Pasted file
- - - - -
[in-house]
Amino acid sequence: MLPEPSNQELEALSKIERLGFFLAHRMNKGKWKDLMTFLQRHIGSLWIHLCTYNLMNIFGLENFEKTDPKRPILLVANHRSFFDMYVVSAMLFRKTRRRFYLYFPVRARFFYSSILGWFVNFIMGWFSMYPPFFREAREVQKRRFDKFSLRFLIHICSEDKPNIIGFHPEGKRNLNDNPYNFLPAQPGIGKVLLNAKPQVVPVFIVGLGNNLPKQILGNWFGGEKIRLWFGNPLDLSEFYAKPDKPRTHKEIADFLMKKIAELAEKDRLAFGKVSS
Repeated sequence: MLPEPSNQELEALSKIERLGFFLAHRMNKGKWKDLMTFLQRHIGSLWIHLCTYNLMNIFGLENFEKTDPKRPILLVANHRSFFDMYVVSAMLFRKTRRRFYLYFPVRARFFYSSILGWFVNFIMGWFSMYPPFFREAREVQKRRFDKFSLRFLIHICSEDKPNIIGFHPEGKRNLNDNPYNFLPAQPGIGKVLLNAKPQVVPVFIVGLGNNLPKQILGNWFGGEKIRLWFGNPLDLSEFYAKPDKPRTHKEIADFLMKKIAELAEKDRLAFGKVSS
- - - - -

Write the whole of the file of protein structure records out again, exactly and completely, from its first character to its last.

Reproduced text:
[in-house]
Amino acid sequence: MLPEPSNQELEALSKIERLGFFLAHRMNKGKWKDLMTFLQRHIGSLWIHLCTYNLMNIFGLENFEKTDPKRPILLVANHRSFFDMYVVSAMLFRKTRRRFYLYFPVRARFFYSSILGWFVNFIMGWFSMYPPFFREAREVQKRRFDKFSLRFLIHICSEDKPNIIGFHPEGKRNLNDNPYNFLPAQPGIGKVLLNAKPQVVPVFIVGLGNNLPKQILGNWFGGEKIRLWFGNPLDLSEFYAKPDKPRTHKEIADFLMKKIAELAEKDRLAFGKVSS
Repeated sequence: MLPEPSNQELEALSKIERLGFFLAHRMNKGKWKDLMTFLQRHIGSLWIHLCTYNLMNIFGLENFEKTDPKRPILLVANHRSFFDMYVVSAMLFRKTRRRFYLYFPVRARFFYSSILGWFVNFIMGWFSMYPPFFREAREVQKRRFDKFSLRFLIHICSEDKPNIIGFHPEGKRNLNDNPYNFLPAQPGIGKVLLNAKPQVVPVFIVGLGNNLPKQILGNWFGGEKIRLWFGNPLDLSEFYAKPDKPRTHKEIADFLMKKIAELAEKDRLAFGKVSS